Fucosyl GM1 (FucGM1) appears to be a particular ganglioside form expressed in SCLC and with a very low expression in normal tissues. Autoantibodies against FucGM1 were found at low titer in few SCLC, renal carcinoma patients, and in healthy controls.
Tissue-lineage antigens are expressed in a tumor of a certain histotype and in the normal tissue from which the tumor is derived. This group of antigens contains melanoma differentiation antigens such as gp100, Melan-A, tyrosinase and tyrosinase-related protein 1 (TYRP1/gp75), prostate-specific antigen (PSA), and idiotypic antigens. Melanoma differentiation antigens are abundantly expressed in most primary and metastatic melanomas. The in vitro stimulation of peripheral PBMCs with peptides from Melan-A/MART-1 (MART-127–35), gp100, tyrosinase, and TYRP1/TYRP2 was demonstrated to induce CTLs in melanoma patients. In addition, serum antibodies from a melanoma patient were able to immunoprecipitate TYRP1/gp75 (see also Yang and Yang 2005).
PSA is a 33- to 34-kDa serine proteinase. The serum PSA test is still the most significant biomarker for the detection and follow-up of prostate cancer; the usefulness may be improved by determination of PSA isoforms in conjunction with free PSA. Circulating autoantibodies to PSA were found in the serum of benign prostatic hyperplasia and prostate cancer patients. In addition, recognition of PSA-derived peptide antigens by T cells from prostate cancer patients was demonstrated.
An idiotype represents a unique and characteristic antigenic determinant of an immunoglobulin (Ig) or T-cell receptor. A unique Ig is expressed on the surface of a B lymphocyte. The variable regions of the heavy and light chains of the Ig contain unique determinants called idiotype. Accordingly, a B-cell lymphoma following clonal proliferation of a B cell will express an antigen which cannot only be regarded as a tissue-lineage antigen but has to be considered also as a tumor-specific antigen. It has been demonstrated that CD5-positive B-cell malignancies frequently express cross-reactive idiotypes associated with IgM autoantibodies.
Overexpressed antigens represent antigens that even if present in normal tissues are present at higher levels in tumor tissues. According to this definition, several of the antigens listed above can be grouped into this category (see also Khodadoust and Alizadeh 2014). Certainly in this category can be included several receptors with tyrosine kinase activity (RTKs) and whose overexpression contributes to the development of the tumor. Among other RTKs, members of the epidermal growth factor receptor (EGFR) family, including EGFR, ErbB2, ErbB3, and ErbB4, have frequently been implicated in human neoplasia by overexpression in the presence or absence of gene amplification. Figure 1 shows overexpression of EGFR and ErbB2 in well-differentiated head and neck squamous cell carcinomas. Humoral response to all ErbB family receptors and T-cell-mediated immunity to ErbB2 were demonstrated.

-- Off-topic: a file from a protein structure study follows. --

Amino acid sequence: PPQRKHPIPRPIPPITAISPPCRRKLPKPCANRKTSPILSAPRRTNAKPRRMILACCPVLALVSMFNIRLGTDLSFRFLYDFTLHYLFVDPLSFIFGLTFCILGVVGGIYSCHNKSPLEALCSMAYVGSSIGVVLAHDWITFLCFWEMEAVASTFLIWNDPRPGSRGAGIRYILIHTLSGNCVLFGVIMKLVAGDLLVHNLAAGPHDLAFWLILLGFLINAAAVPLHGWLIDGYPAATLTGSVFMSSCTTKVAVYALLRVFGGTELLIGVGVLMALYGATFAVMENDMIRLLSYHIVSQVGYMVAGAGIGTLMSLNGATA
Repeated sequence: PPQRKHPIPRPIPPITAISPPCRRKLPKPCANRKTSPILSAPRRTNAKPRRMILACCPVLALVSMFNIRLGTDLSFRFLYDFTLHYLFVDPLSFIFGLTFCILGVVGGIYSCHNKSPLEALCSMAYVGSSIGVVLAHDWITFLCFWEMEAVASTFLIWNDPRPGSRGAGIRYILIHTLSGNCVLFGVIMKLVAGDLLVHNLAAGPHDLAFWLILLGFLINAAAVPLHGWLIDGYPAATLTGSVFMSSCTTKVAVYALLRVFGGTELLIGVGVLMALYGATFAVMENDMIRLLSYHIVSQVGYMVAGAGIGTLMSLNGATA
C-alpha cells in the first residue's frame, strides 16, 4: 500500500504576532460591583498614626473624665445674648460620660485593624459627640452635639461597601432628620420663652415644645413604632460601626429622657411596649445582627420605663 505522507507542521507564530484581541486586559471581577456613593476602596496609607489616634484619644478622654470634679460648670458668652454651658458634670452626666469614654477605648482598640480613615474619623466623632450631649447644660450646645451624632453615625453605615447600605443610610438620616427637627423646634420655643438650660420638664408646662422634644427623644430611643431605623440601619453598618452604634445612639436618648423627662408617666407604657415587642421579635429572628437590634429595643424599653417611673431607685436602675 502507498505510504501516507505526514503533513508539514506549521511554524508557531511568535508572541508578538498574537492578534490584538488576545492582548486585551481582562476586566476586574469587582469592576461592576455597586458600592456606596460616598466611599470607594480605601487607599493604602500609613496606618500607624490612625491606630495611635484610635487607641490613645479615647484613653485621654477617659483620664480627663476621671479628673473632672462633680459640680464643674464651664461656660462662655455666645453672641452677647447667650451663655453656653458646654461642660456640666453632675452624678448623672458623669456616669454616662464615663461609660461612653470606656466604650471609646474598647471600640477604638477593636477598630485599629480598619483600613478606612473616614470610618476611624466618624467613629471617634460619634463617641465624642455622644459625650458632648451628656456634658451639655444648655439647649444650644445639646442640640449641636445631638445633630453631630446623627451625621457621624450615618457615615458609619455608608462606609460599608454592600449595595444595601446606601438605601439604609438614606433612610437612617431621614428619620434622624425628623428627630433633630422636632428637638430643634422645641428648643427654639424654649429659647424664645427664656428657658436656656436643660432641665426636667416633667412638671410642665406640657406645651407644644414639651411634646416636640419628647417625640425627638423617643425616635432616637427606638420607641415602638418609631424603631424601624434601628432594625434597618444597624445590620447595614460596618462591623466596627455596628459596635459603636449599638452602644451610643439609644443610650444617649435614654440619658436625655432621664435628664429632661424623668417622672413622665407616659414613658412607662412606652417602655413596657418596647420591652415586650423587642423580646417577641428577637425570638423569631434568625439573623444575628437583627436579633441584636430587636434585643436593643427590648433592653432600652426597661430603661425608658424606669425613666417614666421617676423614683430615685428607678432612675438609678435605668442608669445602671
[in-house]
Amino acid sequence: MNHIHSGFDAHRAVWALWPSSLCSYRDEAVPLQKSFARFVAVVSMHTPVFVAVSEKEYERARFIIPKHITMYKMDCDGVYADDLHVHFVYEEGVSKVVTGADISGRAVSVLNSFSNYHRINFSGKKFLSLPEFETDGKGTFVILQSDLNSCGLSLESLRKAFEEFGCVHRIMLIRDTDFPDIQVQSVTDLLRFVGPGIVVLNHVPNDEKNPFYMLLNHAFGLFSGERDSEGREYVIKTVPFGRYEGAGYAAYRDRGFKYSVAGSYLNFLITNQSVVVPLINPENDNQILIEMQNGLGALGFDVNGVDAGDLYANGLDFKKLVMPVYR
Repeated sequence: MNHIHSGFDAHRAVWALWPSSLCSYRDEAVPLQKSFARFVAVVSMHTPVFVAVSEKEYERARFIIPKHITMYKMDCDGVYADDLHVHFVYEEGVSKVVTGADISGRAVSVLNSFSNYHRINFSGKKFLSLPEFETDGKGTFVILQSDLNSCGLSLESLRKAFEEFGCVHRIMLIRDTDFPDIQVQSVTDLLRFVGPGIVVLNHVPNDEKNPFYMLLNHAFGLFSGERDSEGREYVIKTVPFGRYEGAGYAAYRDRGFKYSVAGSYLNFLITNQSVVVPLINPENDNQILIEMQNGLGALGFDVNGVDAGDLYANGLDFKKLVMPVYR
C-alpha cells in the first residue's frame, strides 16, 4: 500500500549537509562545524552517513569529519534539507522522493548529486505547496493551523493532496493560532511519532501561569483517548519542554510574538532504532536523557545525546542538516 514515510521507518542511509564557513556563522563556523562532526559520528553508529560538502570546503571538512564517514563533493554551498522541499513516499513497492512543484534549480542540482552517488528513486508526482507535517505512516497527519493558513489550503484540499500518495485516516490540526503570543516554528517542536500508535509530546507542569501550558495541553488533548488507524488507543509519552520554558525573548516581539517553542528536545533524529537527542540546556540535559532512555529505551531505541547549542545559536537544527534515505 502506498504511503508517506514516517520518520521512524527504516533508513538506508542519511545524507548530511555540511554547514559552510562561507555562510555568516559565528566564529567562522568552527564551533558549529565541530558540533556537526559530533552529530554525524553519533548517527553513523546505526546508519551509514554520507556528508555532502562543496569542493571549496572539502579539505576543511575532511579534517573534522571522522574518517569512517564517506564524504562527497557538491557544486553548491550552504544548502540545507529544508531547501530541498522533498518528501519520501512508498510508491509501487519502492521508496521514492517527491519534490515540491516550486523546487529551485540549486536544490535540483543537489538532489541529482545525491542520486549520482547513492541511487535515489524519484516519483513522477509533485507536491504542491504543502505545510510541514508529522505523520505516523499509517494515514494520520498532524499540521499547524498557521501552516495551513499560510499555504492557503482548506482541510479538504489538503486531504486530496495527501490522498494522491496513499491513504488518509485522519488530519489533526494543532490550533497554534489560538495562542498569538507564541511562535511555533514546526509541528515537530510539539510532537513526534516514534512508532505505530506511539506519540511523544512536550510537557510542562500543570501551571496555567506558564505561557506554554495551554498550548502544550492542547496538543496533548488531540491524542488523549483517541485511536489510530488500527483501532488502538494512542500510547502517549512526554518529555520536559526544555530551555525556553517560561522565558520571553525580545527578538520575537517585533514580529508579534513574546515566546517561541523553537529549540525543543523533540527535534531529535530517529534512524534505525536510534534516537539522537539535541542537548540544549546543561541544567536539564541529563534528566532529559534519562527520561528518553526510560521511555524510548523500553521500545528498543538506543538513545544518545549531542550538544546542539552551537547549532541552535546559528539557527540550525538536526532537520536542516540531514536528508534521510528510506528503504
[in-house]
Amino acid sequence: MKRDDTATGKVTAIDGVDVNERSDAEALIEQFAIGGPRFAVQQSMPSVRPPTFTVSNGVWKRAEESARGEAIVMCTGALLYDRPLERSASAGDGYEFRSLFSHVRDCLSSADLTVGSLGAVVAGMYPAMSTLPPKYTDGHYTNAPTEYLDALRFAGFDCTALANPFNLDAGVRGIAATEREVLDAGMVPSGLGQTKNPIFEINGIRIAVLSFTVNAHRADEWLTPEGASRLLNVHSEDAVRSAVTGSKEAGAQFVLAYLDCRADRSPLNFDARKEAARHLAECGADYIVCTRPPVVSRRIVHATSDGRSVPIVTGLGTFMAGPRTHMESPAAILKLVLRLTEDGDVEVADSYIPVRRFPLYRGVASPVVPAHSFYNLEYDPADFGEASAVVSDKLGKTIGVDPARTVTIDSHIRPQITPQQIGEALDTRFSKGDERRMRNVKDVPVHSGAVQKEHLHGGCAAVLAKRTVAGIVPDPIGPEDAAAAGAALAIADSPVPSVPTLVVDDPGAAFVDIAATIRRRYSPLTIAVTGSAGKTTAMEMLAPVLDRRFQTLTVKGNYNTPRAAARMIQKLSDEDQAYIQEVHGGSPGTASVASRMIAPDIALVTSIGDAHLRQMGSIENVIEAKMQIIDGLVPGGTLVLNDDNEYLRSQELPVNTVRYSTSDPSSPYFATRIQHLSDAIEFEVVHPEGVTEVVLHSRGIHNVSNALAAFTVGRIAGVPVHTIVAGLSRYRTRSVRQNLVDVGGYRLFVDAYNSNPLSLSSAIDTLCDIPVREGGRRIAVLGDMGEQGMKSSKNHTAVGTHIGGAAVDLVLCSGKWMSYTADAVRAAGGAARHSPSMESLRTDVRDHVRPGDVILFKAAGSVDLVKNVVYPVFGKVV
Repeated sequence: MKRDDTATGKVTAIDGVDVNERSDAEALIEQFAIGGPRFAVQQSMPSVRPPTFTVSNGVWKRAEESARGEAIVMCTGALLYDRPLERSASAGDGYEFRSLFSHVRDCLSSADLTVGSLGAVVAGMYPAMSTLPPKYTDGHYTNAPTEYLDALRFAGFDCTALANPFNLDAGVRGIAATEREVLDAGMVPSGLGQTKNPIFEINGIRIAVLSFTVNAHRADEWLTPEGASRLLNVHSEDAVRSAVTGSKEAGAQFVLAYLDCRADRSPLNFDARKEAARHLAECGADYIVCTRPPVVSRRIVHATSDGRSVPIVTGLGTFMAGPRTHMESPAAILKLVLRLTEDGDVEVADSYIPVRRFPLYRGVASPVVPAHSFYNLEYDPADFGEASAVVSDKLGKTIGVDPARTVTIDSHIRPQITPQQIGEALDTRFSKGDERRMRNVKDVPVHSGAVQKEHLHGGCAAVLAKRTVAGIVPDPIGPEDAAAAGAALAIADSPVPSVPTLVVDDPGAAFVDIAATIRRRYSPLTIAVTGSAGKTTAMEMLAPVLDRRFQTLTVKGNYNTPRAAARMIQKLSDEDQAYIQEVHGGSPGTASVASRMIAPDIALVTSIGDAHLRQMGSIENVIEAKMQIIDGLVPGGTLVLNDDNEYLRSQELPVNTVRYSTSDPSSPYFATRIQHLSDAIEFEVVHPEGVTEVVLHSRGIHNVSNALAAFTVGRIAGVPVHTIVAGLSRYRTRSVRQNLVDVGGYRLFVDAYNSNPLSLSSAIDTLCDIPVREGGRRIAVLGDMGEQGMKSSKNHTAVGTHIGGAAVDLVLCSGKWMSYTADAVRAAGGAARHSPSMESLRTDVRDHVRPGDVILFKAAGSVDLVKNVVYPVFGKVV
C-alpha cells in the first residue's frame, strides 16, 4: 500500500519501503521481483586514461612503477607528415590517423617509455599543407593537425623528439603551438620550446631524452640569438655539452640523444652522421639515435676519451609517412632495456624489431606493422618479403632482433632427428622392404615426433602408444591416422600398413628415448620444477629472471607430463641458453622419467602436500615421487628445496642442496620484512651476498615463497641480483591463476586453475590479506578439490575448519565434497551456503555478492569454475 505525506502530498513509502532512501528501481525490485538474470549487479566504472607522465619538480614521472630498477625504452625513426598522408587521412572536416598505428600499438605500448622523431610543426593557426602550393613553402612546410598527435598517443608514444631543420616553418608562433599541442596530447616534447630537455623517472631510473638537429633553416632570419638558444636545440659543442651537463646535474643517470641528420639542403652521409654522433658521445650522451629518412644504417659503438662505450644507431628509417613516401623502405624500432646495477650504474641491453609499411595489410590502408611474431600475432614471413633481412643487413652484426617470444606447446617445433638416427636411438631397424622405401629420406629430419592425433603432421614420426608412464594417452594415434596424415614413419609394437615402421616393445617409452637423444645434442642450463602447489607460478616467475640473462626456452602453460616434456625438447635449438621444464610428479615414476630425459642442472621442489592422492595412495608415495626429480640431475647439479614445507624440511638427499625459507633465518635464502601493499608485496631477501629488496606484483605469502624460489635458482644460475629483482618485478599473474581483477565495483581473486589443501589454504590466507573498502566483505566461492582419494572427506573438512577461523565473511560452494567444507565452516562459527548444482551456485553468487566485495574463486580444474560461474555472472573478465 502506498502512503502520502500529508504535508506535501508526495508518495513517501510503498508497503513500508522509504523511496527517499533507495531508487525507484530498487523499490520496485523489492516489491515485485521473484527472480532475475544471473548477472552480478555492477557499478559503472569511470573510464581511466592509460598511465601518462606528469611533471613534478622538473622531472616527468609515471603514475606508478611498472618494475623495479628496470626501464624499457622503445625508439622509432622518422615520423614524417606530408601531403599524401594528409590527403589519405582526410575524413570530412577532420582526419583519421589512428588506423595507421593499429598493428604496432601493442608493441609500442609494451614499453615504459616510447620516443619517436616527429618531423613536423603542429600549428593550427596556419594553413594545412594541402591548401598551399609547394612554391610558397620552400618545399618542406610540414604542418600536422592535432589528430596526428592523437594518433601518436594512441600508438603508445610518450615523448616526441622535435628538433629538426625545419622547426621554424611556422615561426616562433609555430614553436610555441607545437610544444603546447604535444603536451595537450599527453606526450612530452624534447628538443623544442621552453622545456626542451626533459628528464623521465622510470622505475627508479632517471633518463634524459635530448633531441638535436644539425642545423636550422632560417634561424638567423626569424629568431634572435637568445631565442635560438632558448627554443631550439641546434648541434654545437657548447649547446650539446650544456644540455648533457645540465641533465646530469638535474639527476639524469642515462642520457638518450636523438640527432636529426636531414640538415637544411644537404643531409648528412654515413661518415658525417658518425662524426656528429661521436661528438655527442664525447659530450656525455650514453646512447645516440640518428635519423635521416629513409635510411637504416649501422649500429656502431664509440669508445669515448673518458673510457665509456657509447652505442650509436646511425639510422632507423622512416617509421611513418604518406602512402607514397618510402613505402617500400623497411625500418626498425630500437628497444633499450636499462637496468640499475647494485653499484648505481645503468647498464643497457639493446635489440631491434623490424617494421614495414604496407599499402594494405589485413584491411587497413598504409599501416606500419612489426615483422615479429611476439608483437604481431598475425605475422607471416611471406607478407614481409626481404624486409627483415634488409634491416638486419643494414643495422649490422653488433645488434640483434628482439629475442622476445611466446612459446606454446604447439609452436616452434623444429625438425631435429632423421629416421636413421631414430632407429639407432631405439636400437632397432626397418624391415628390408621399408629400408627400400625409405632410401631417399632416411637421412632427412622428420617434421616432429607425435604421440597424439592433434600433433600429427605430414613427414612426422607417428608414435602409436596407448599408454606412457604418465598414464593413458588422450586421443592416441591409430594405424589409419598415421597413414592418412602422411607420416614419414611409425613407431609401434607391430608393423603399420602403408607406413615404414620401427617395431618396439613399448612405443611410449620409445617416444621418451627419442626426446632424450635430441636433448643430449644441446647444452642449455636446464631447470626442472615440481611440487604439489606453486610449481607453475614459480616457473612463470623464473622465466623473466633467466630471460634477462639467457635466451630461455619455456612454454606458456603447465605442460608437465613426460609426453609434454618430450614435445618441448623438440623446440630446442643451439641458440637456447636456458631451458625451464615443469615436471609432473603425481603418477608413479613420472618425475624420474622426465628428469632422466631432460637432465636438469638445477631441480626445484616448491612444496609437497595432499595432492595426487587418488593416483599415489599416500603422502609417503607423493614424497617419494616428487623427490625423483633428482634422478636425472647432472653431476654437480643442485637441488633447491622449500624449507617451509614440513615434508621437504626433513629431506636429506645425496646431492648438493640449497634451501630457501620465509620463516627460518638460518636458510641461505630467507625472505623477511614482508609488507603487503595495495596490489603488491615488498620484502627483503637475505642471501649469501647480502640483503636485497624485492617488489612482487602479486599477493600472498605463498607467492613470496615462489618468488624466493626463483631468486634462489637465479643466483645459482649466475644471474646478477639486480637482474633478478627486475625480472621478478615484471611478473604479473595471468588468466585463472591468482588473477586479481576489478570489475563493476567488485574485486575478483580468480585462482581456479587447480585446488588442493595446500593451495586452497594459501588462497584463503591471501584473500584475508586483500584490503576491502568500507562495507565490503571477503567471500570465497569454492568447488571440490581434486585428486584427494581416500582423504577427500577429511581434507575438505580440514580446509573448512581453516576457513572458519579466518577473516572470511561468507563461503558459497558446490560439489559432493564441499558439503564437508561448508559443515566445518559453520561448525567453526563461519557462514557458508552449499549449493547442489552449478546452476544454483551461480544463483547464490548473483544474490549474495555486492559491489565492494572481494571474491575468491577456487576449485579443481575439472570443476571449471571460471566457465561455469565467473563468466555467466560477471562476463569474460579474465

Another example of molecules overexpressed by cancer cells is ribosomal proteins which were also demonstrated to induce immune responses in cancer patients. Among ribosomal proteins, the ribosomal P0 protein is overexpressed in colon cancer, hepatocarcinoma, head and neck cancer, and in breast cancer. Overexpression of the 22 amino acid C-terminal epitope of P0 in a well-differentiated head and neck squamous cell carcinoma is provided in Fig. 1. Humoral response to the 22 amino acid C-terminal peptide of P0 has been demonstrated in breast cancer and head and neck cancer patients.
Ribosomal protein S6 was found to be overexpressed in non-Hodgkin’s lymphoma, breast, colon, and renal cell carcinomas. Autoantibodies to S6 were detected in patients with breast cancer. Similarly, ribosomal protein L19 (RPL19) was found to be overexpressed in NSCL cancer tissues and to induce CTL.
Fig. 1. EGFR, ErbB2, and P0 overexpression in head and neck squamous cell carcinoma. Immunohistochemical detection. Immunoperoxidase counterstained with hematoxylin, original magnification 200
Overexpression of heat shock proteins (Hsp27, Hsp70, Hsp90) has been found in several tumors. Several HSPs were shown to elicit antibodies in breast and ovarian cancer patients. Patients with AML showed significantly higher anti-Hsp70 antibody concentrations compared to the control group.
The transcription factor MYC is involved in cell growth, transformation, angiogenesis, and cell-cycle control. MYCN amplification has been reported in several tumors. Humoral responses to MYC have been detected in serum of breast, lung, hepatocellular, and colorectal cancer patients.
Osteopontin (OPN) expression is deregulated in prostate neoplastic lesions. The frequency of anti-OPN antibodies was found higher in prostate cancer (66 %) patients as compared to benign prostate hyperplasia patients (33 %) and healthy donors (10 %).
The human homolog of the murine double-minute 2 oncoprotein (MDM2) is a putative TAA because it is overexpressed in several malignancies, including CLL cells. MDM2-specific T cells were generated in 7/12 CLL patients.
Mesothelin is a glycoprotein expressed on normal mesothelial cells and highly expressed on mesothe- lioma, ovarian, and pancreatic cancer. Autoantibodies to mesothelin were detected in serum of mesothelioma and ovarian cancer patients. In addition, specific mesothelin T cells were generated at high frequency from PBLs of pancreatic cancer patients.
Survivin, a member of the inhibitor of apoptosis protein family, is frequently expressed in cancers. Anti-survivin antibodies were observed in patient with brain tumors. Survivin-specific T-cell responses in healthy donors and cancer patients were also demonstrated.
Virus-induced tumors express virally encoded proteins. Examples of virally encoded proteins are those produced after human papillomavirus (HPV) and Epstein–Barr virus (EBV) infection. Infection with HPV is a risk factor for the development of cervical cancer. Oral HPV infection has been associated with some cases of oropharyngeal cancer. Lymphoproliferative responses to specific HPV16 E6 and E7 peptides and antibodies to E6 and E7 proteins were detected in HPV-infected individuals (see also Yang and Yang 2005).
EBV is a gamma herpes with potent B-cell transforming activity associated with various B-cell malignant diseases and nasopharyngeal carcinoma (NPC). T lymphocytes can discriminate EBV-infected or EBV-transformed B cells. Elevated titers of IgA antibodies to EBV replicative antigens frequently precede the appearance of NPC.